The NTSB’s working relationship with the FAA facilitated the NTSB Investigator-in-Charge’s ability to obtain information about the condition of the wreckage and the crash site. The NTSB directed that the salvaged wreckage be taken to a secure facility for examination, and the airplane’s insurer selected a facility in Springfield, Tennessee. The recovery of the wreckage is ongoing, and the NTSB’s Investigator-in-Charge will receive updates as the recovery progresses.

The Investigator-in-Charge has named
parties to the NTSB’s investigation as well as two accredited representatives representing the investigative bodies from the country of manufacture for the airplane and the country of manufacture for the plane’s engine.

Examination of the wreckage will include follow-up testing of components as needed, a search for indications of malfunctions that could have contributed to the crash and examination of controls for continuity.


“Away from the scene, we are following our standard investigative processes that include obtaining air traffic control data, meteorological data, pilot training and medical certification records, and maintenance records for the airplane,” said LeBaron. “Our investigators have interviewed numerous witnesses Sunday as part of our standard process for gathering factual information.”

NTSB does investigate every aviation accident in the United States, which number on average around 1,300 annually. However, NTSB investigators do not travel to the site of each and every accident they investigate. For example, in 2019, the NTSB sent aviation investigators to the scene of 221 accidents out of the 1,310 aviation accidents investigated by the agency that year. Travel to crash sites is not the only travel associated with accident investigations; many investigations require follow-up travel to conduct examinations and tests of recovered hardware and components.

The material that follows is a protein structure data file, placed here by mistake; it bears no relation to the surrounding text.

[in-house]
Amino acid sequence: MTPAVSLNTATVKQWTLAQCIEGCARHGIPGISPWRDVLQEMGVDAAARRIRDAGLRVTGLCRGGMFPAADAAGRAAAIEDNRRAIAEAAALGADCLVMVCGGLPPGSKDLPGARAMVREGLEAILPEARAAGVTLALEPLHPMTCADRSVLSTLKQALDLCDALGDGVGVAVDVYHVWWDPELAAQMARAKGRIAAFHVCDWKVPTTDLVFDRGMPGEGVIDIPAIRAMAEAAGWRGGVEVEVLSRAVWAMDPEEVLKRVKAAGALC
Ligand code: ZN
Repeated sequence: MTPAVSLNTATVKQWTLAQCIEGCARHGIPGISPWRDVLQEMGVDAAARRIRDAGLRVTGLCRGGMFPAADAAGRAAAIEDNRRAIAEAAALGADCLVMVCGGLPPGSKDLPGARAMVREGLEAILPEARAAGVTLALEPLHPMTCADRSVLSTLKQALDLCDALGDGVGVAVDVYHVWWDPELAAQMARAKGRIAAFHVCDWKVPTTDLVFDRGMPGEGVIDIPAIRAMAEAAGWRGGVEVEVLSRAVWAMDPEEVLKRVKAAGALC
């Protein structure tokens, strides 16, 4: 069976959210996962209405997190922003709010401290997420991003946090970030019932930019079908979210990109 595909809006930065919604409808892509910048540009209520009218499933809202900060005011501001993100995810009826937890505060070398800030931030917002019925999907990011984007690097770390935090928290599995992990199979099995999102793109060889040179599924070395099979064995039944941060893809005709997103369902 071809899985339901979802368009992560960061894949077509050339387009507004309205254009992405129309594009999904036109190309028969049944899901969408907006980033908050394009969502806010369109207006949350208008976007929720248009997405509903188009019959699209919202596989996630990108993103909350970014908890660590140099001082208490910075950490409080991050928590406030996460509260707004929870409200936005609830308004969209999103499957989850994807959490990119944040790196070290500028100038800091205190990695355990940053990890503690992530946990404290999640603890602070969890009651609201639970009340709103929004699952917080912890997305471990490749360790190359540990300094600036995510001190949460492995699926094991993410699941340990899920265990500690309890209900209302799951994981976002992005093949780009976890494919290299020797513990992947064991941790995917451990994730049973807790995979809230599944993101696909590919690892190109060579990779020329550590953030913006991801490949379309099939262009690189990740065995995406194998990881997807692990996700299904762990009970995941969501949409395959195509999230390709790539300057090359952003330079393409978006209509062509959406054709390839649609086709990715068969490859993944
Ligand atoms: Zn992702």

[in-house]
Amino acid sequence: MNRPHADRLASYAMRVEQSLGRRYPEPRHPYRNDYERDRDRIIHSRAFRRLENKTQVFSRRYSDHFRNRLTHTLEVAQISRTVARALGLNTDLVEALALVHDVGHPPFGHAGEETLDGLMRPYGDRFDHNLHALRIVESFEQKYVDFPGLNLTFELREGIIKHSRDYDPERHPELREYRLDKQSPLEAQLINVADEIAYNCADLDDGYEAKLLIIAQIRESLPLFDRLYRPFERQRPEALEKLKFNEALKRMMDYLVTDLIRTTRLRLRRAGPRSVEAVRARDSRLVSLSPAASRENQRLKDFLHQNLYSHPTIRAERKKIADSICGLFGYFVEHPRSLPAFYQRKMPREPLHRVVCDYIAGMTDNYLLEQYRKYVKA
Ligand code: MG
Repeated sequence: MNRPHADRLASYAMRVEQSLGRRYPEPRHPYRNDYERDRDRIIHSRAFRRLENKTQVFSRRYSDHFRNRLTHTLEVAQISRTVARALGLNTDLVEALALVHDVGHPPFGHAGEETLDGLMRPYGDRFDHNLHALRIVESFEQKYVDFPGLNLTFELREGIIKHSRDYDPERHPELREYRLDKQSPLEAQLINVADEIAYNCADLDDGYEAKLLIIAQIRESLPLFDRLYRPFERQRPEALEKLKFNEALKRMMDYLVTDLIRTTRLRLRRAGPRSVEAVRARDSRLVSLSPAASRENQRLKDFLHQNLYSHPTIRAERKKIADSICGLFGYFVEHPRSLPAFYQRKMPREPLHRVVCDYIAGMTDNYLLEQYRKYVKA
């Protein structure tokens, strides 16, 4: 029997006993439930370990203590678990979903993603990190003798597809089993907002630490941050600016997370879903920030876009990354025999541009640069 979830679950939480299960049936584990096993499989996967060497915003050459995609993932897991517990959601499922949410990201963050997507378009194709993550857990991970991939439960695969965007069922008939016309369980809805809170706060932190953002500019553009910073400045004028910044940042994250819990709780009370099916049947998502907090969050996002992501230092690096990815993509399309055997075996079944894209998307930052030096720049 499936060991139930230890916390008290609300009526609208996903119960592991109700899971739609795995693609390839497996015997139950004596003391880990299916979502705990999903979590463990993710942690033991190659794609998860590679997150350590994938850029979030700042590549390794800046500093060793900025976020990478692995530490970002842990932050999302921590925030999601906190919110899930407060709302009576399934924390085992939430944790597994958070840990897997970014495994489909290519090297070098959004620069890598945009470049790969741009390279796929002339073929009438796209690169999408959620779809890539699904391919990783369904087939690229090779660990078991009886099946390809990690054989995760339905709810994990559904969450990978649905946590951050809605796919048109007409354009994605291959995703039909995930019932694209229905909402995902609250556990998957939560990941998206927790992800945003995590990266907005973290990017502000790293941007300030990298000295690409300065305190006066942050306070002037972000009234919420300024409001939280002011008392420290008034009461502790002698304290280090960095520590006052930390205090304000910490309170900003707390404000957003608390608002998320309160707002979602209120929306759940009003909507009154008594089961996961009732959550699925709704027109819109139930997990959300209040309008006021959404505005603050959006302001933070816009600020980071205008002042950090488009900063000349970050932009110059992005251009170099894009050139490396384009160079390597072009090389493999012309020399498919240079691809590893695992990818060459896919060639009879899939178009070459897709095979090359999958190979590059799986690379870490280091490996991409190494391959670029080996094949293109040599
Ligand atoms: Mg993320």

The NTSB expects to publish its preliminary report for the investigation of Friday’s crash within the next few weeks. Investigations involving fatalities, and other major investigations, currently take between 12 and 24 months to complete.
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Old 6th Oct 2020, 06:44
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Some interesting information available particularly from Blancolirio on YouTube. The pilot lost radio contact and was way past the normal descent point when he reestablished communication. The controller trying to be helpful told him that he would be vectored over the airport at Buffalo with a turn back onto downwind (logically left 270 degrees to give room to descend). The pilot may not have understood this and as a private pilot flying a very high performance aircraft it is speculated he got behind the aircraft and lost situational awareness. In any case a very high rate of descent and speed developed along with a right turn in the direction of the downwind. The radar shows speeds well over 400 knots and it is possible he exceeded VNE and there was an ensuing breakup. This is just speculation, but it is one scenario that might fit the information available so far. I fly a high performance single (not nearly as high performance as a TBM) and the incredible amount of automation can make normal operation very simple. But once you get outside your comfort zone things can happen very quickly, particularly single pilot.